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J Am Chem Soc. 2009 Aug 19;131(32):11338-40. doi: 10.1021/ja904557w.

Combining molecular dynamics with bayesian analysis to predict and evaluate ligand-binding mutations in influenza hemagglutinin.

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  • 1Department of Chemistry, Stanford University, Stanford, California 94305, USA.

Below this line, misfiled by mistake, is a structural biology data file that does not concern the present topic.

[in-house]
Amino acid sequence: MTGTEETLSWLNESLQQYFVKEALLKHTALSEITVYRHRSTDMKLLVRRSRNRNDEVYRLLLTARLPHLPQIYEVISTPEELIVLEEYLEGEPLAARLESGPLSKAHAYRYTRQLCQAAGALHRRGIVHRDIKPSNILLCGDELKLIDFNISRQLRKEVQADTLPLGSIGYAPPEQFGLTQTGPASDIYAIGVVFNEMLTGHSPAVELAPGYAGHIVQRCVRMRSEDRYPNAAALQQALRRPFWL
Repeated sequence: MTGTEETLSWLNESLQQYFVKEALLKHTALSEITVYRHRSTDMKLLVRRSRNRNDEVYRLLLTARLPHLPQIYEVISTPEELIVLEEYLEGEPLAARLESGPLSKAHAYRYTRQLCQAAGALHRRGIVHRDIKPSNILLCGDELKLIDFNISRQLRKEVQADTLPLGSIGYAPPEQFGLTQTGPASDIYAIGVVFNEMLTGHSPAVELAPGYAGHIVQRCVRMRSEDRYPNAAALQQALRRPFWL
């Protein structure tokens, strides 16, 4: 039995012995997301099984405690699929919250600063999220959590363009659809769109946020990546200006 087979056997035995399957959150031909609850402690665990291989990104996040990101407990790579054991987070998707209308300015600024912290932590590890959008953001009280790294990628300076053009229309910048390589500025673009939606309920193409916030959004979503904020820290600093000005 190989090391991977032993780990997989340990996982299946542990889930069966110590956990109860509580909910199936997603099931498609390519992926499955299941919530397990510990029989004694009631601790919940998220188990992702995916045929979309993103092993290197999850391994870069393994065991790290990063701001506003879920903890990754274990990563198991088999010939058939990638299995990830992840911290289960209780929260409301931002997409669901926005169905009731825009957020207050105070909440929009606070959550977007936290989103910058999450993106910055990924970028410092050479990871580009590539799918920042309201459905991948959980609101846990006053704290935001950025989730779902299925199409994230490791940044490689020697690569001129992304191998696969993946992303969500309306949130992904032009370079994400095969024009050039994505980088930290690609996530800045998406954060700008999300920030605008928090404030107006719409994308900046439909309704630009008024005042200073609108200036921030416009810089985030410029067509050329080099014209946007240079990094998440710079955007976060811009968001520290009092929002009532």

Influenza virus attaches to and infects target cells via binding of cell-surface glycans by the viral hemagglutinin. This binding specificity is considered a major reason why avian influenza is typically poorly transmitted between humans, while swine influenza is better transmitted due to glycan similarity between the human and swine upper respiratory tract. Predicting mutations that control glycan binding is thus important to continued surveillance against new pandemic influenza strains. We have designed a molecular-dynamics approach for scoring potential mutants with predictive power for both receptor-binding-domain and allosteric mutations similar to those identified from clinical isolates of avian influenza. We have performed thousands of simulations of 17 different hemagglutinin mutants totaling >1 ms in length and employ a bayesian model to rank mutations that disrupt the stability of the hemagglutinin-ligand complex. Based on our simulations, we predict a significantly increased k(off) for seven of these mutants. This means of using molecular dynamics analysis to make experimentally verifiable predictions offers a potentially general method to identify ligand-binding mutants, particularly allosteric ones. Our analysis of ligand dissociation provides a means to evaluate mutants prior to experimental mutagenesis and testing and constitutes an important step toward understanding the determinants of ligand binding by H5N1 influenza.

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